Alcohol addiction similar to mental illness, speaker says

May 9, 2014 Latest Print Print
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“Are we dealing with a problem or a disease?’’ asked Peter John A. Messiah, Addiction Prevention Studies director at Oklahoma City University.

“What is addiction? Can you have a problem without it being an addiction?”

These are some of the questions Messiah set out to answer in a speech at OCCC recently.

A group of about 35 people, made up of students and faculty, came to learn more about the signs of addiction and what addiction truly is.

Messiah stressed throughout the lecture that addiction is much more serious than most people think and in some cases is very similar to a mental disease.

He also explained that just because someone has a problem or does something frequently doesn’t quite mean that they have an addiction.

“Addiction is more than something that you just like to do; it is something that you feel you cannot live without,” Messiah told the listeners.

He said many people don’t fully understand what addiction really is.

“People seem to throw the word [addiction] around for all sorts of things,’’ Messiah said. “They say that they are addicted to silly things like eating chocolate, watching television or exercising, as if addictions were just hobbies.

“We have to start using the term addiction appropriately,” Messiah said. “It is used far too loosely.

“Now that we know what addiction is, how do we tell if we, ourselves, or a loved one is addicted to something?” Messiah inquired. “Let’s look at some signs of addiction with something that many people struggle with — alcohol.”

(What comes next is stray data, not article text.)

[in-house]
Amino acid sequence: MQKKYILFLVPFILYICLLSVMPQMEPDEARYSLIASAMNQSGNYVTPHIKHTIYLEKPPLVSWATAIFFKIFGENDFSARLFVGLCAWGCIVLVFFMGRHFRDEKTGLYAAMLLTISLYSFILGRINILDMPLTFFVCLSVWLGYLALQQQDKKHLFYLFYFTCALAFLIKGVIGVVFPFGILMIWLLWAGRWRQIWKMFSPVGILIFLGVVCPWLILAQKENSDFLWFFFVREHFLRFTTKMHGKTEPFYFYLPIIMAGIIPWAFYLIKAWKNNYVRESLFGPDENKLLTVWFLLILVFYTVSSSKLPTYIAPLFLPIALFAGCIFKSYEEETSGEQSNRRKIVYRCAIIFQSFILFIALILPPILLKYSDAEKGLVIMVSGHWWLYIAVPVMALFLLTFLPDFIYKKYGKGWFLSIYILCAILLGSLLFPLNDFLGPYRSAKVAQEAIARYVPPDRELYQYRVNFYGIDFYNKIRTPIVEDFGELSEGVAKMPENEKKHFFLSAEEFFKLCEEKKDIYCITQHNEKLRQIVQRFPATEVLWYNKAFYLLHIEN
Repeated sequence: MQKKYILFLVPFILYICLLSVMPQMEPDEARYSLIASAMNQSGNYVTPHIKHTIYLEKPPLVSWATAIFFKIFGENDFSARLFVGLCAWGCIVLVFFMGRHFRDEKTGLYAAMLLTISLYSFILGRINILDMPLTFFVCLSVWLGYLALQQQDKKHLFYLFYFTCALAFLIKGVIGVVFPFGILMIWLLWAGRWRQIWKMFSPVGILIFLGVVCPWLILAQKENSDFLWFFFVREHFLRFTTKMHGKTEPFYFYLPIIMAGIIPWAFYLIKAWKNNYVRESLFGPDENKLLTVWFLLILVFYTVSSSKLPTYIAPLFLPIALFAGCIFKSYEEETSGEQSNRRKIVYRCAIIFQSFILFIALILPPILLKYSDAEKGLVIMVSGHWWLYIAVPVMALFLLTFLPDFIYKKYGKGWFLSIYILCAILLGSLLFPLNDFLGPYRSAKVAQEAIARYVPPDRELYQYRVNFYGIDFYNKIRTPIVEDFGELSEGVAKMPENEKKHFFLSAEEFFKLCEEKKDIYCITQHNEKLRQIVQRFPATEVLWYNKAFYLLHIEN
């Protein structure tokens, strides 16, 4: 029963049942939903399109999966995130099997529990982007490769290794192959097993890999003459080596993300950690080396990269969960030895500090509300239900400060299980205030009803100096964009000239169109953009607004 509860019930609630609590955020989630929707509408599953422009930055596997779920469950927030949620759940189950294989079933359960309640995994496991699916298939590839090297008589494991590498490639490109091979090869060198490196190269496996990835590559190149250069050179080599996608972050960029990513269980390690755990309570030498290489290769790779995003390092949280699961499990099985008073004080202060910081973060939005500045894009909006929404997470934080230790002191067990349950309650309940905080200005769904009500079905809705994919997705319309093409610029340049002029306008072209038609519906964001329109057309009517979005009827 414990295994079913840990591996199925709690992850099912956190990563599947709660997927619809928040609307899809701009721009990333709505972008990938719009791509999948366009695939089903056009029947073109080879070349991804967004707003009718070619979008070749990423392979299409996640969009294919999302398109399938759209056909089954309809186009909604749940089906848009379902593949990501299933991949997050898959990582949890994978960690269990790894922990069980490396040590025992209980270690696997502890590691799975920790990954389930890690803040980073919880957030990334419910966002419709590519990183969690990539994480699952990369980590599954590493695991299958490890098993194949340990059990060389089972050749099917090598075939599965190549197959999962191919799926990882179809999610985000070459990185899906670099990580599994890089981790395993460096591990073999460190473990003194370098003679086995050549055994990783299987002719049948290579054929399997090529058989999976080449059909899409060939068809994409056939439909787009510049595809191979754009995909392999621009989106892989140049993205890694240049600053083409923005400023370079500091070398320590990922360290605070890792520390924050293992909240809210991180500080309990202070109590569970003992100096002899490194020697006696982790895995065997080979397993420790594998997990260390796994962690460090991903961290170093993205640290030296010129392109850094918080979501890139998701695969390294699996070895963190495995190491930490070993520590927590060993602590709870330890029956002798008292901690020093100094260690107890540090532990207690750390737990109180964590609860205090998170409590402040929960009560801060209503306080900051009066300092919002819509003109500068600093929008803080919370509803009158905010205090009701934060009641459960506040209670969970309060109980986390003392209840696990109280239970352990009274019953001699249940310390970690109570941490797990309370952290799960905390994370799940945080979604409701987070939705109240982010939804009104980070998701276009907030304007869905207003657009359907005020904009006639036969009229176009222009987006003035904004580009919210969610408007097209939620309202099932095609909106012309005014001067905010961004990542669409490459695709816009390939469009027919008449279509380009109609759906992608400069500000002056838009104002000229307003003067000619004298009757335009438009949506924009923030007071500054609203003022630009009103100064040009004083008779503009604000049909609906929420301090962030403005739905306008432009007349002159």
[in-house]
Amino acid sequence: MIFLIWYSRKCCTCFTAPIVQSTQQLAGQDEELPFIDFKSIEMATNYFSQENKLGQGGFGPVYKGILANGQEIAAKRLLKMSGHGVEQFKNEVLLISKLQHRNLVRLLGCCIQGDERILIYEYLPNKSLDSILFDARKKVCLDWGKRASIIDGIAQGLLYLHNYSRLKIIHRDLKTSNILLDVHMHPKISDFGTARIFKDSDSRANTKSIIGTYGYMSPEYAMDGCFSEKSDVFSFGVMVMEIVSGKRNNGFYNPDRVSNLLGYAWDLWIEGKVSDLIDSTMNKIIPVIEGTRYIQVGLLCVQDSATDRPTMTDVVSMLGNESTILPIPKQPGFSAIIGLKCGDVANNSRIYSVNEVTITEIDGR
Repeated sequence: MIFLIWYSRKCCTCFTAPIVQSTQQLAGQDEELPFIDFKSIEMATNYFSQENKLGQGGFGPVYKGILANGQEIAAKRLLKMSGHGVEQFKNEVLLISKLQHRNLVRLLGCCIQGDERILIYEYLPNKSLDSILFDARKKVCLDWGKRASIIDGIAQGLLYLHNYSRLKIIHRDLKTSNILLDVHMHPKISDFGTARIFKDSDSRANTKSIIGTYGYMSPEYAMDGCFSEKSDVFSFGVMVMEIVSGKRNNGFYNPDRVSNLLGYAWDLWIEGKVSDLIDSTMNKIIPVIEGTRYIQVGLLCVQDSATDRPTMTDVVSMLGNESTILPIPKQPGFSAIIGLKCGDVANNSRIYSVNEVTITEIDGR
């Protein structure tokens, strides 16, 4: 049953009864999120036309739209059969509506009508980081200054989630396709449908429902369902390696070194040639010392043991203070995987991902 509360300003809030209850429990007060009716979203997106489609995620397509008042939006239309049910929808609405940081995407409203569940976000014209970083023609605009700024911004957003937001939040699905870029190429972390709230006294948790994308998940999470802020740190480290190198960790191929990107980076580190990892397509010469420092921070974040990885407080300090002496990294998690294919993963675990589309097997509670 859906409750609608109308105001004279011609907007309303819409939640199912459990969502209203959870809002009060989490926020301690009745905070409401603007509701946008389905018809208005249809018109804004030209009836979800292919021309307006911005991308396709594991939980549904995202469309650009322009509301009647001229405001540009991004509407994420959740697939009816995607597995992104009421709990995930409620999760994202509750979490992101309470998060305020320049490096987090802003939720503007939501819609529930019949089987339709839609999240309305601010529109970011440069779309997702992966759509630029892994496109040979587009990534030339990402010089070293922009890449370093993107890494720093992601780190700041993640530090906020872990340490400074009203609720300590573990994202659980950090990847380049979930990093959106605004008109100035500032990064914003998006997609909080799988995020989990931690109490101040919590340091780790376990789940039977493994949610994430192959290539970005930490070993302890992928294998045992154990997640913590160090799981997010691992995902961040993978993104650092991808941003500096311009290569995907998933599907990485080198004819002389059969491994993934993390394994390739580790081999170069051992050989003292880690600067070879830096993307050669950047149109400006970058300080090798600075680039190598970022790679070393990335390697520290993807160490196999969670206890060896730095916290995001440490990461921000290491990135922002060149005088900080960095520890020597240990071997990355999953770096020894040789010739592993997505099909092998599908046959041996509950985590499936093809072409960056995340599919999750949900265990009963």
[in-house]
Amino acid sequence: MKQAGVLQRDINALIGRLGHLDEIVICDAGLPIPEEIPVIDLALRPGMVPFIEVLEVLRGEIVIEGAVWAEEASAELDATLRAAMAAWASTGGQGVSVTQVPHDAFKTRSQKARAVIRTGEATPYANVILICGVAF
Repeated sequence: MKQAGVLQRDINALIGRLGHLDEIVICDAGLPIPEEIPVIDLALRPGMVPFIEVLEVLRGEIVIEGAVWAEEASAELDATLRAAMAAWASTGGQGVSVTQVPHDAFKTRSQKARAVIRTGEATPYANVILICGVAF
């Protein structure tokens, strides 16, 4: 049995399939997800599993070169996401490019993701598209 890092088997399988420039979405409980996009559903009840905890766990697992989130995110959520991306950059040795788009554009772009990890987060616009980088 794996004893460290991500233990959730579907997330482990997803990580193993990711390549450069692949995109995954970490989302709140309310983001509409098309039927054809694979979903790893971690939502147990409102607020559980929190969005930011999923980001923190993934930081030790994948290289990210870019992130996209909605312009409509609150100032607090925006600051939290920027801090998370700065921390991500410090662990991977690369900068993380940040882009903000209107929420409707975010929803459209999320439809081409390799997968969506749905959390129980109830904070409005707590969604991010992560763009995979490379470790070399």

He turned to a bullet list on the screen behind him and began to read and explain each point.

Signs of an alcohol addiction:

Drinking to calm nerves, forget worries, or boost a sad mood

Guilt about drinking

Unsuccessful attempts to cut down/stop drinking

Lying about or hiding drinking habits

Causing harm to oneself or someone else as a result of drinking

Needing to drink increasingly greater amounts in order to achieve desired effect

Feeling irritable, resentful or unreasonable when not drinking

Medical, social, family, or financial problems caused by drinking

Spending a great deal of time getting alcohol and drinking alcohol

Drinking in risky situations such as before driving or before engaging in unwanted/unprotected sex.

Messiah said addicts aren’t necessarily in a place where they can control their behavior without professional intervention.

“Therefore we should seriously look at addiction as something more like a brain disease rather that an unhealthy hobby,” he said. Messiah went on to say that facing addiction alone is extremely difficult so people should take advantage of all the help they can get.

Finally, he encouraged those struggling with addiction to seek help. He also encouraged relatives and friends of those struggling with addiction, get them help before their addiction brings them tragic consequences.

He recommended that one good source of help on campus is Jenna Howard, one of OCCC’s licensed professional counselors.

To contact Messiah for more information or suggestions, he can be reached at pjmessiah@okcu.edu.

For on-campus information, contact Jenna Howard at jhoward@occc.edu or stop by Student Support Services.

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